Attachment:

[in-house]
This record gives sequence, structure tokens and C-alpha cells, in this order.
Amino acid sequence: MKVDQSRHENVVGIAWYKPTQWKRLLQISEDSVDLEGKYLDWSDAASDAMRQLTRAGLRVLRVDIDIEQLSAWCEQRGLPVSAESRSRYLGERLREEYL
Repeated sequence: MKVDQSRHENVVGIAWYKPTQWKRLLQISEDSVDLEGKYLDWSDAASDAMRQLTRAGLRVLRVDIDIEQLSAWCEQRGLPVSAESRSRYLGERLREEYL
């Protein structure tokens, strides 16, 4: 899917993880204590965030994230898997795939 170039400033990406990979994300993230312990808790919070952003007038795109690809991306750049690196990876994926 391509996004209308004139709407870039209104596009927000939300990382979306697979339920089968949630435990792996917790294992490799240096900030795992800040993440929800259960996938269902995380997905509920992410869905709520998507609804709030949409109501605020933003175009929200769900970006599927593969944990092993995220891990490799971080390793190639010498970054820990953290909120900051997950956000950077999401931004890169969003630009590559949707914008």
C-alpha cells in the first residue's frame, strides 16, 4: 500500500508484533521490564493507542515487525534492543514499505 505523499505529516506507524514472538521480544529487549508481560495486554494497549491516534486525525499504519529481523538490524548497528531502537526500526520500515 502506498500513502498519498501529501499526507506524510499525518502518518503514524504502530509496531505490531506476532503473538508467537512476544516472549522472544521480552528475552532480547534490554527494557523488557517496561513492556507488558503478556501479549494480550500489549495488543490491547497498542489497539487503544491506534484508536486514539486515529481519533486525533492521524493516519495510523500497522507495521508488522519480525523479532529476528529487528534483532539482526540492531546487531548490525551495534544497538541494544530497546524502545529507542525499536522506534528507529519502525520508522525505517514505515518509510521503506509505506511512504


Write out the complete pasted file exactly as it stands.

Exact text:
[in-house]
This record gives sequence, structure tokens and C-alpha cells, in this order.
Amino acid sequence: MKVDQSRHENVVGIAWYKPTQWKRLLQISEDSVDLEGKYLDWSDAASDAMRQLTRAGLRVLRVDIDIEQLSAWCEQRGLPVSAESRSRYLGERLREEYL
Repeated sequence: MKVDQSRHENVVGIAWYKPTQWKRLLQISEDSVDLEGKYLDWSDAASDAMRQLTRAGLRVLRVDIDIEQLSAWCEQRGLPVSAESRSRYLGERLREEYL
């Protein structure tokens, strides 16, 4: 899917993880204590965030994230898997795939 170039400033990406990979994300993230312990808790919070952003007038795109690809991306750049690196990876994926 391509996004209308004139709407870039209104596009927000939300990382979306697979339920089968949630435990792996917790294992490799240096900030795992800040993440929800259960996938269902995380997905509920992410869905709520998507609804709030949409109501605020933003175009929200769900970006599927593969944990092993995220891990490799971080390793190639010498970054820990953290909120900051997950956000950077999401931004890169969003630009590559949707914008």
C-alpha cells in the first residue's frame, strides 16, 4: 500500500508484533521490564493507542515487525534492543514499505 505523499505529516506507524514472538521480544529487549508481560495486554494497549491516534486525525499504519529481523538490524548497528531502537526500526520500515 502506498500513502498519498501529501499526507506524510499525518502518518503514524504502530509496531505490531506476532503473538508467537512476544516472549522472544521480552528475552532480547534490554527494557523488557517496561513492556507488558503478556501479549494480550500489549495488543490491547497498542489497539487503544491506534484508536486514539486515529481519533486525533492521524493516519495510523500497522507495521508488522519480525523479532529476528529487528534483532539482526540492531546487531548490525551495534544497538541494544530497546524502545529507542525499536522506534528507529519502525520508522525505517514505515518509510521503506509505506511512504